When a sales opportunity slows down, whose job is it to get it moving?
I attended a sales conference once where it was suggested that just as customers have the ability to use social media and other forums to publicly rate their suppliers, so too should sellers have a forum to rate their buyers. The suggestion was offered in a somewhat humorous vein but there was an air of seriousness behind it. One of the main rating criteria for the customer that was put forth was slow buying decisions. Was the customer a “slow buyer?”
Listening to this, I thought more about this common sales perception that when a deal that you’re working on slows down, and loses momentum, that it invariably is the fault of the prospect. Undoubtedly, there are multiple valid reasons why a prospect will slow down the pace of their buying process. Organizational upheaval, changes in their market, fluctuations in the economy and stock market, are examples of the changes that can have an impact on a prospect’s buying process.
However, more often than not, the party responsible for a deal that has stalled is the person you see when you look in the mirror in the morning. Why?
Are Prospects Waiting For You?
First, let’s look at the customer decision making process. There are several different perspectives on how many steps are in a customer’s buying process. Some say 4 (AIDA). Others think 5. I happen to believe that there are many more steps in a customer’s buying process. However, irrespective of the number of steps there are in your prospects’ buying process there is one hard and fast rule. The prospect will not move from one step of their buying process to the next until their information requirements for the current step have been completely fulfilled.
And, you must keep in mind that your prospects don’t possess a limitless store of time. They’re just like you in this regard. Time is at a premium and they want to make an informed purchase decision with the least investment of their time and resources possible. No customer ever sets out to buy a product or service by saying “I want to take as long as possible to make this decision.” They don’t want to spend 6 months making a decision that they could make in 2 months if they could receive the information, insights, context and value they required from a seller in order to make an informed decision faster.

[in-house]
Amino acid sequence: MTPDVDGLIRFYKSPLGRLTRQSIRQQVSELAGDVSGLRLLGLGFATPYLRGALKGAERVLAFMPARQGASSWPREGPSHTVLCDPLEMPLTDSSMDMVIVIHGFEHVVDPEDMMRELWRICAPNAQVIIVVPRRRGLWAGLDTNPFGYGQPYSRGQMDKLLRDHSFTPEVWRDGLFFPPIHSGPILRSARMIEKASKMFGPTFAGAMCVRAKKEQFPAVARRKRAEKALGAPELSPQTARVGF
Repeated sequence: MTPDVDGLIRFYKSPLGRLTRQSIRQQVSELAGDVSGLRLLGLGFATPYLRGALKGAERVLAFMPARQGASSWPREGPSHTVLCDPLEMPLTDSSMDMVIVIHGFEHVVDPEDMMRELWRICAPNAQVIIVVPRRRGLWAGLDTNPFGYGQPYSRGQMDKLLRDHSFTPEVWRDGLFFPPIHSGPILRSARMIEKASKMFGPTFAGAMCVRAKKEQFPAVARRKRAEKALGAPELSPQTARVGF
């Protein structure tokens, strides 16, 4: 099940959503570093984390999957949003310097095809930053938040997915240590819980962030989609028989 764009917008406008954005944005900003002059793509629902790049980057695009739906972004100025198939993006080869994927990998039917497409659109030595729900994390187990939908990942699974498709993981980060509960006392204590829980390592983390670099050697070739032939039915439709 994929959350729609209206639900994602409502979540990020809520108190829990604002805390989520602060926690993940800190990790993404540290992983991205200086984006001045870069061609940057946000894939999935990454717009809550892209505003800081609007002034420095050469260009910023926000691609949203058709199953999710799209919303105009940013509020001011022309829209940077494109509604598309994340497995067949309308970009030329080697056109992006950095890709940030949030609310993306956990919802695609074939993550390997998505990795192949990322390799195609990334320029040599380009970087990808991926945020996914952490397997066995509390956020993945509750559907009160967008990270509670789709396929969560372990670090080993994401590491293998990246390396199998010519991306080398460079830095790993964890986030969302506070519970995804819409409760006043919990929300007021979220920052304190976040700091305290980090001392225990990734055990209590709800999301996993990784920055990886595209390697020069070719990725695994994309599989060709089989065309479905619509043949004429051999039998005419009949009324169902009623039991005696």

If you aren’t quickly supplying your prospect with the information they need to continue to move through their buying process, and meet their objective to make a fully informed purchase decision with the least consumption of their resources and time possible, then your dealings with them are going to come to a halt.
The Buyer’s Process Doesn’t Stop For You
But, that doesn’t mean that they are not continuing their evaluations of the competition. They are. It is important to remember that your prospect’s buying process is not monolithic. It is not a giant decision-making process that includes all the vendors or alternative solutions the prospect is considering. Your prospects have a distinct buying process for each solution/vendor they are evaluating. They could be on Step Four of their decision making process with you while at the same time they are on Step Sever with one of your competitors. The beat goes on. With or without you.
A study by DemandGen and Genius.com in 2010 titled “Inside the Mind of the B2B Buyer” contained the finding that 95% of B2B customers selected the seller who provided them with ample content to navigate each step of their buying process. If you aren’t giving the customer the information they need to progress from one step of their buying process to the next, then your chances of winning their business are pretty low.
Proactively Define The Steps To A Decision
So, if you’re working on an opportunity with a well-qualified prospect that suddenly slows down, don’t point fingers. Do some quick investigative work. Where is the prospect in their buying process? What information is the prospect waiting on from you to move forward that you haven’t supplied?
If you don’t know the answer to this question, don’t guess. Ask. And, don’t delay. Here’s what worked for me:
1. Meet with the prospect and do a quick recap of their requirements and the steps you have accomplished so far in their buying process with you. Review from your first contact with the prospect and work toward the present. It should become clear what the prospect needs from you. If is isn’t, don’t be afraid to ask. Frame your question to the prospect in the context of confirming your understanding of what the next steps in their process will be. They’ll correct you if you’re off base.
2. Map out a schedule with the customer of the information that they will need from you now through their decision point and agree on the timeframes when you are going to provide it. Invariably this schedule, and the information required, will change as the buyer continues through their process. But, you will have secured the prospect’s commitment to a next step with you and it gets you back into the game. And, you may also have something that your competitors don’t: the prospect’s schedule to work with you to their decision point.
When the deal you’re working on slows down, don’t point fingers. Be proactive and be the solution to get it back on track.